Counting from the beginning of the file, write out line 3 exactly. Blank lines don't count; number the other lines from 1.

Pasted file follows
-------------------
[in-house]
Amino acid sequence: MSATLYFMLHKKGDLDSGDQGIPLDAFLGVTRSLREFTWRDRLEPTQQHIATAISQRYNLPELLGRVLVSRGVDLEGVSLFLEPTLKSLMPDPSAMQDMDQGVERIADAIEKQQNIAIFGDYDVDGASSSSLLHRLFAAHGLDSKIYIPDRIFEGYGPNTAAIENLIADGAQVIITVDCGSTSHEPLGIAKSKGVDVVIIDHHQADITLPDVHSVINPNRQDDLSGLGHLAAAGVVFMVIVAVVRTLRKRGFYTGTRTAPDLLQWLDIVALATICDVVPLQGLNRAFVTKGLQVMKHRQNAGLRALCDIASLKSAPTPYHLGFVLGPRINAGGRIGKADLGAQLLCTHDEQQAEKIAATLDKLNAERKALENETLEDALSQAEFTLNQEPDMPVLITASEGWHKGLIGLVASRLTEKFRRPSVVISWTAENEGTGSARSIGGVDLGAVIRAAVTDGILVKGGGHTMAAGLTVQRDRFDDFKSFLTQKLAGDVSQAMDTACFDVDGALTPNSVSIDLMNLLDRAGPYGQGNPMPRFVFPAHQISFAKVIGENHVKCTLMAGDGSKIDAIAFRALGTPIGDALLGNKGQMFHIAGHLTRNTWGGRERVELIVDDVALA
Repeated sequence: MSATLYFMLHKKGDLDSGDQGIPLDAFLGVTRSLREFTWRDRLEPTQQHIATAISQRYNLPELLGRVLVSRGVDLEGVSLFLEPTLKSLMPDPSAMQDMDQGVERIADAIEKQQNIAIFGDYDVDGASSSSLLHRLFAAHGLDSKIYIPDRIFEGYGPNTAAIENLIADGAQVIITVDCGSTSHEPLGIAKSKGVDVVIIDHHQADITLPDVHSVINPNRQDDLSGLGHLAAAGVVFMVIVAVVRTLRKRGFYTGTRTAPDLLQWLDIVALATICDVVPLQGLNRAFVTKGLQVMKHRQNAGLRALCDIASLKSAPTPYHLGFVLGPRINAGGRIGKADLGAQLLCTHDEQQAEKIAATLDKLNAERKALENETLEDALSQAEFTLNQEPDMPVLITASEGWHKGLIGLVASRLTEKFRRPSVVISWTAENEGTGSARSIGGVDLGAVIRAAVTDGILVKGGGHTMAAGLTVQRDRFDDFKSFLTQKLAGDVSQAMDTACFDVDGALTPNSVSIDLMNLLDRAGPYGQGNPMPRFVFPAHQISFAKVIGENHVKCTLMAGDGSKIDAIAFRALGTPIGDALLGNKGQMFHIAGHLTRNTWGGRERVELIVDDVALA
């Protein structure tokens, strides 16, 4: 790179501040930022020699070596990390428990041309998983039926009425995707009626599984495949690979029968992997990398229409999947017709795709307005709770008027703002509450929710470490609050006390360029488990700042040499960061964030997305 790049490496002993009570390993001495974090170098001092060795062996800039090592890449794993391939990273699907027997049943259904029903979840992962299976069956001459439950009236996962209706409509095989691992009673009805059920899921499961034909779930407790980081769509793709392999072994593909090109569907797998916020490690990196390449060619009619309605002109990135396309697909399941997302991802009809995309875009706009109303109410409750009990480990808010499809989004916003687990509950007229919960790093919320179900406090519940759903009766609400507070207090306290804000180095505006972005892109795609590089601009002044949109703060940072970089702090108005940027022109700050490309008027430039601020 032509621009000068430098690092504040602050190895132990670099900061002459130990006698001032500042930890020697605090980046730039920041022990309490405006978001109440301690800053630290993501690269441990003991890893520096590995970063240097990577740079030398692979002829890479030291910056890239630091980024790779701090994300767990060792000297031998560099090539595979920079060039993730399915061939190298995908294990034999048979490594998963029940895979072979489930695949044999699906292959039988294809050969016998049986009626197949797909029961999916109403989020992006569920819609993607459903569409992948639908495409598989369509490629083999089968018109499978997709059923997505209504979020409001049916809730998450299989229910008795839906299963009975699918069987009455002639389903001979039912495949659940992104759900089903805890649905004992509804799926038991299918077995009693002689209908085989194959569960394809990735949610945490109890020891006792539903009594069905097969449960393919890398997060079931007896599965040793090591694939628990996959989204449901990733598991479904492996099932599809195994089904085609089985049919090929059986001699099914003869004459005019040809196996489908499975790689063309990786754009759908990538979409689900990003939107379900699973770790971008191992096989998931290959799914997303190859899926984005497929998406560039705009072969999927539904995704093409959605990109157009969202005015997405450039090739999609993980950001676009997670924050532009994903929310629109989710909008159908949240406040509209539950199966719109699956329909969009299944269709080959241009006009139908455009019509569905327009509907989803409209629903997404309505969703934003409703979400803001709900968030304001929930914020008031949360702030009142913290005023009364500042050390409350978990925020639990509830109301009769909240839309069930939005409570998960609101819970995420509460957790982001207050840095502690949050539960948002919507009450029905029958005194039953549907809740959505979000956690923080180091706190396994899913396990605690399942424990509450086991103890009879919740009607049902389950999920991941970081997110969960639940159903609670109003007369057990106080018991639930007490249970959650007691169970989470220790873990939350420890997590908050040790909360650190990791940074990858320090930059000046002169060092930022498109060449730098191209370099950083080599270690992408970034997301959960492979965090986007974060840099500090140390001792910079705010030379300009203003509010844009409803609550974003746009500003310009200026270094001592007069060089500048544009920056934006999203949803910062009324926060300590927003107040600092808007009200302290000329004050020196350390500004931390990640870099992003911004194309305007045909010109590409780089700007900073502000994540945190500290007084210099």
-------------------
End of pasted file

Repeated sequence: MSATLYFMLHKKGDLDSGDQGIPLDAFLGVTRSLREFTWRDRLEPTQQHIATAISQRYNLPELLGRVLVSRGVDLEGVSLFLEPTLKSLMPDPSAMQDMDQGVERIADAIEKQQNIAIFGDYDVDGASSSSLLHRLFAAHGLDSKIYIPDRIFEGYGPNTAAIENLIADGAQVIITVDCGSTSHEPLGIAKSKGVDVVIIDHHQADITLPDVHSVINPNRQDDLSGLGHLAAAGVVFMVIVAVVRTLRKRGFYTGTRTAPDLLQWLDIVALATICDVVPLQGLNRAFVTKGLQVMKHRQNAGLRALCDIASLKSAPTPYHLGFVLGPRINAGGRIGKADLGAQLLCTHDEQQAEKIAATLDKLNAERKALENETLEDALSQAEFTLNQEPDMPVLITASEGWHKGLIGLVASRLTEKFRRPSVVISWTAENEGTGSARSIGGVDLGAVIRAAVTDGILVKGGGHTMAAGLTVQRDRFDDFKSFLTQKLAGDVSQAMDTACFDVDGALTPNSVSIDLMNLLDRAGPYGQGNPMPRFVFPAHQISFAKVIGENHVKCTLMAGDGSKIDAIAFRALGTPIGDALLGNKGQMFHIAGHLTRNTWGGRERVELIVDDVALA